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High Blood Pressure > Coping Skills
High Blood Pressure
(Hypertension)
 

Coping Skills

High blood pressure isn't a problem that you can treat and then ignore. It's a condition you need to manage for the rest of your life. Steps you can take include:

  • Measure your blood pressure at home. Home blood pressure monitoring is an important part of managing high blood pressure. Home monitoring can help you keep closer tabs on your blood pressure, show if medication is working, and even alert you and your doctors to potential health complications.
  • Take your medications properly . If side effects or costs pose problems, talk with your doctor instead of just discontinuing your medications.
  • Manage stress . Get more sleep, learn to say no to extra tasks, release negative thoughts and maintain good relationships, and remain patient and optimistic.
  • Make regular visits to your doctor . It takes a team effort to treat high blood pressure successfully. Your doctor can't do it alone, and neither can you. The two of you need to work together to bring your blood pressure down to a safe level — and keep it there.
  • Adopt positive health habits . This includes eating a healthy diet, losing weight, exercising, not smoking, and limiting alcohol and caffeine intake.

Doing all this can be difficult if you don't feel or see any signs or symptoms. Reviewing the risk factors and complications associated with high blood pressure can give you an extra incentive.

Educating your family and friends is important in helping you cope. When people don't understand the danger of uncontrolled high blood pressure, they can unintentionally work against you. For example, they might offer you unhealthy food or complain about the cost of your medicine.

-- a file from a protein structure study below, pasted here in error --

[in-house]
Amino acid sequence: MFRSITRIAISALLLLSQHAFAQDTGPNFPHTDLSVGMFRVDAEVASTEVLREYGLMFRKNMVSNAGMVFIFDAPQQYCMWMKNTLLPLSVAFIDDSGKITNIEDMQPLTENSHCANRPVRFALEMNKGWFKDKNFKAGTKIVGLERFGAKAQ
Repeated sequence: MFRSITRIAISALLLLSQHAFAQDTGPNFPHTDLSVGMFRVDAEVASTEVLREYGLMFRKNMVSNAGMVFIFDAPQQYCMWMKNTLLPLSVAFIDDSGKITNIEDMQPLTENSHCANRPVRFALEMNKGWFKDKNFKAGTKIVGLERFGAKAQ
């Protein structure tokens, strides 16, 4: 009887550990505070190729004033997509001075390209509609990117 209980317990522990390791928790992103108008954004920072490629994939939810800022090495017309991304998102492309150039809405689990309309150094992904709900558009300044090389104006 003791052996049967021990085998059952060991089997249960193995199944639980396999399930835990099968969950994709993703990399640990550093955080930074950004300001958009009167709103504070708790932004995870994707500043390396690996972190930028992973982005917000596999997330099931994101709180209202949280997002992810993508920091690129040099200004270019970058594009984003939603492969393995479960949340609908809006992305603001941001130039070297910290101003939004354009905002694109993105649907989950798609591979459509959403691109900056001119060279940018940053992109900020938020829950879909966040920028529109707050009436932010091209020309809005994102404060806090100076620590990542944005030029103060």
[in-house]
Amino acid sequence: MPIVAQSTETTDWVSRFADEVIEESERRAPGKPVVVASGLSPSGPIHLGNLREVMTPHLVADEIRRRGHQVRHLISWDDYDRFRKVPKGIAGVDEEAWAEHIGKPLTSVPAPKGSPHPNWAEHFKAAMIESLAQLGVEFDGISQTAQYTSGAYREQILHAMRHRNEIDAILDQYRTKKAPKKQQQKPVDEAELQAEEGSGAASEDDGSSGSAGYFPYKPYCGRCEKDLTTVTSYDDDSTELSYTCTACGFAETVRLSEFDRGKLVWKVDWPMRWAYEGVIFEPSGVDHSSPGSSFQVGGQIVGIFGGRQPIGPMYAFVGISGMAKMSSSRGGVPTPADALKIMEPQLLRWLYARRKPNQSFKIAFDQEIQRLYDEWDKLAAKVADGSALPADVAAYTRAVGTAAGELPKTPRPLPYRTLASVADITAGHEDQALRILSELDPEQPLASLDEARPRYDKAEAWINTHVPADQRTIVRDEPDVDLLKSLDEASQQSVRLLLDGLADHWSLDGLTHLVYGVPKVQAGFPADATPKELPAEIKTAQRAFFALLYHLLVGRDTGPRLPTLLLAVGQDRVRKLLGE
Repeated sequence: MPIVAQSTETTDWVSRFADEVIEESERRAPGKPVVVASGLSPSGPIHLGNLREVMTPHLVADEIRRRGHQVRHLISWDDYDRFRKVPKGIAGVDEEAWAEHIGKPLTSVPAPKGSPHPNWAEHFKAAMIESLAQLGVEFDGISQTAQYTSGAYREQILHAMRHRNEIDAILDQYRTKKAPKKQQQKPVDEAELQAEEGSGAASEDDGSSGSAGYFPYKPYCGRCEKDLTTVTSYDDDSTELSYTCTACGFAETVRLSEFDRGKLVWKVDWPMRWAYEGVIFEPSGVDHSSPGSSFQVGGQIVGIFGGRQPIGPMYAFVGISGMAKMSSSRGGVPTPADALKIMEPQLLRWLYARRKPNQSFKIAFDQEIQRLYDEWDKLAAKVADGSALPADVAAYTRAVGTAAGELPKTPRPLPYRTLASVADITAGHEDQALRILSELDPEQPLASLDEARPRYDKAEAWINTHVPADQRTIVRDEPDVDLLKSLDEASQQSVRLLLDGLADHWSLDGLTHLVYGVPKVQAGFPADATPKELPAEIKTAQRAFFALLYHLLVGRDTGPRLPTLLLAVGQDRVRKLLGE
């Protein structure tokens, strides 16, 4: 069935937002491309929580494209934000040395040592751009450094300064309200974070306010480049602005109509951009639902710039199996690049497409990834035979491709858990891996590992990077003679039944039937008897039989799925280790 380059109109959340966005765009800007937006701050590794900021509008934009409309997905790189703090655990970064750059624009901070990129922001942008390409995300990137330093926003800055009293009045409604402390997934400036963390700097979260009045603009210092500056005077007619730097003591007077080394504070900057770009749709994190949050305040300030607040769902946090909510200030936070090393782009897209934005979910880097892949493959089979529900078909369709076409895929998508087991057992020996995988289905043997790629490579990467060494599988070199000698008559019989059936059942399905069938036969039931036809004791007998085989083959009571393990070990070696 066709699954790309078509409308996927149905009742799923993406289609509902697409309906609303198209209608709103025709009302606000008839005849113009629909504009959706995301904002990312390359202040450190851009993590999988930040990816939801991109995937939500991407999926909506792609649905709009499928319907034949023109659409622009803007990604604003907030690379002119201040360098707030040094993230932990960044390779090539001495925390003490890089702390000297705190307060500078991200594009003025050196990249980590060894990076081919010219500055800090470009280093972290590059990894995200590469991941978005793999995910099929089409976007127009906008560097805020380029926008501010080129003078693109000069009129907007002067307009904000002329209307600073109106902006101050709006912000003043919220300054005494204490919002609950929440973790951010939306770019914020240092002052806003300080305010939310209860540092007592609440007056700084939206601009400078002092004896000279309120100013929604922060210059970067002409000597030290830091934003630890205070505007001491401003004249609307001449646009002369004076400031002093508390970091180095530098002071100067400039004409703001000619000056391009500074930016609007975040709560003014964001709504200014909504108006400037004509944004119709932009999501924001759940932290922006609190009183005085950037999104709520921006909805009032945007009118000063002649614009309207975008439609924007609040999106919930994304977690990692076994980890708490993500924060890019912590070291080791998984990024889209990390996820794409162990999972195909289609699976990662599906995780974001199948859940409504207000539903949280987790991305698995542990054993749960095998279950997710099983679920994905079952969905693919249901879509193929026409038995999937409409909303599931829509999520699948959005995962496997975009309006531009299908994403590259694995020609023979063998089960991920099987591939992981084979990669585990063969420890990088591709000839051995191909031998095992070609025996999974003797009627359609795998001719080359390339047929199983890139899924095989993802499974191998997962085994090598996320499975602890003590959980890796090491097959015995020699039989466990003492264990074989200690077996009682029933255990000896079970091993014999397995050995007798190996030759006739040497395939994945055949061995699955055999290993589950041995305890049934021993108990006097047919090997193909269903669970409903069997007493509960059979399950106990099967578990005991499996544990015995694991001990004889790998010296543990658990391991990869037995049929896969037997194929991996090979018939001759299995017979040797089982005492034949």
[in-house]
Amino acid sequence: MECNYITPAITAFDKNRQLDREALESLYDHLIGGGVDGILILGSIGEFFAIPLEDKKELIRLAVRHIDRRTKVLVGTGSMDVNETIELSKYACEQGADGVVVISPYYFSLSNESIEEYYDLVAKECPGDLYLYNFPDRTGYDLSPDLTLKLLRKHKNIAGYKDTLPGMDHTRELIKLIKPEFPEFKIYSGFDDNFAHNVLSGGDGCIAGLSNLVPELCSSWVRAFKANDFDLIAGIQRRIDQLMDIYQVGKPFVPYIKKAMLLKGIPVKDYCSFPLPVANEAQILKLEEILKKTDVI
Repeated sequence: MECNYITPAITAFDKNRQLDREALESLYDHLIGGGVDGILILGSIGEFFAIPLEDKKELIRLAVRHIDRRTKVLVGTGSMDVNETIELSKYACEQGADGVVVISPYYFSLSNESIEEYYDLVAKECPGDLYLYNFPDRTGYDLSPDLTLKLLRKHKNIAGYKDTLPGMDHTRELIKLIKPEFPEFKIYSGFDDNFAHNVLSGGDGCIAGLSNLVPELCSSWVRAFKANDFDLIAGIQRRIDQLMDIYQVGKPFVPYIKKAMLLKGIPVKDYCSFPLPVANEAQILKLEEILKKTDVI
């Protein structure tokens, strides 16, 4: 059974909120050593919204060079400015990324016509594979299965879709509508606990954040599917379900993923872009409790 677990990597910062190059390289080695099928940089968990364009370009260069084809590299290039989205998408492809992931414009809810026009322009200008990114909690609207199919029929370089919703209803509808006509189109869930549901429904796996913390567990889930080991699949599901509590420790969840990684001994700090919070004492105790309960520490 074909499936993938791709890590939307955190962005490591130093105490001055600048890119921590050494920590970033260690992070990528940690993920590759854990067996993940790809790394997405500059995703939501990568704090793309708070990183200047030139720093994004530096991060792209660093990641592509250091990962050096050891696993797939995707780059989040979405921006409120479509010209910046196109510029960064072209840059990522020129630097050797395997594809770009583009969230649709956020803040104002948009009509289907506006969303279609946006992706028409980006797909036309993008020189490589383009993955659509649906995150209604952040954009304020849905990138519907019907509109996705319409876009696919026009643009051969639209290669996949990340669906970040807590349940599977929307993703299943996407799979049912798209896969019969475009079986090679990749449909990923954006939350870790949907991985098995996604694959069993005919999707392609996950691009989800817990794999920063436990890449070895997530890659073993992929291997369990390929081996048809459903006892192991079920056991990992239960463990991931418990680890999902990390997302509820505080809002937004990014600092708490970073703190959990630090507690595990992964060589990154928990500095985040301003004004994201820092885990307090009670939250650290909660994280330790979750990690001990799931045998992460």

When family and friends fully understand that uncontrolled high blood pressure threatens your life, they'll encourage you to take your medicine, eat well and go for your daily walk.

Resistant hypertension: When your blood pressure is difficult to control

Does your blood pressure remain persistently high despite your best efforts? Explore the possible causes so that you can get back on track and help prevent serious complications of hypertension.

Controlling high blood pressure (hypertension) can be challenging. You want to achieve your treatment goal, but sometimes it seems your blood pressure just doesn't want to come down. It's still higher than it should be, and you're getting frustrated.

Don't give up. You and your doctor can carefully review your treatment and lifestyle to see what's going on. Working together, you can probably figure out why your blood pressure is resisting your best efforts to manage it — and your goal may be reachable, after all.

Understanding potential causes of resistant hypertension

When you have high blood pressure, you and your doctor will set a goal based on your overall health. Getting your blood pressure down to this measurement can help delay or prevent numerous potentially devastating complications, such as heart attack, stroke, blindness, kidney failure and dementia.

Many people achieve their blood pressure goal by following a healthy lifestyle and taking medications.

If your blood pressure has remained persistently high despite taking at least three medications, including a diuretic, you may have resistant hypertension — blood pressure that is resistant to treatment.

This doesn't mean your blood pressure will never get lower. In fact, if you and your doctor can identify what's behind your persistently high blood pressure, there's a good chance you can meet your goal with the help of treatment that's more effective. You may need to see a hypertension specialist if your primary care doctor isn't able to pinpoint a cause.

Here are some of the causes of resistant hypertension that your doctor will likely explore.

 
 
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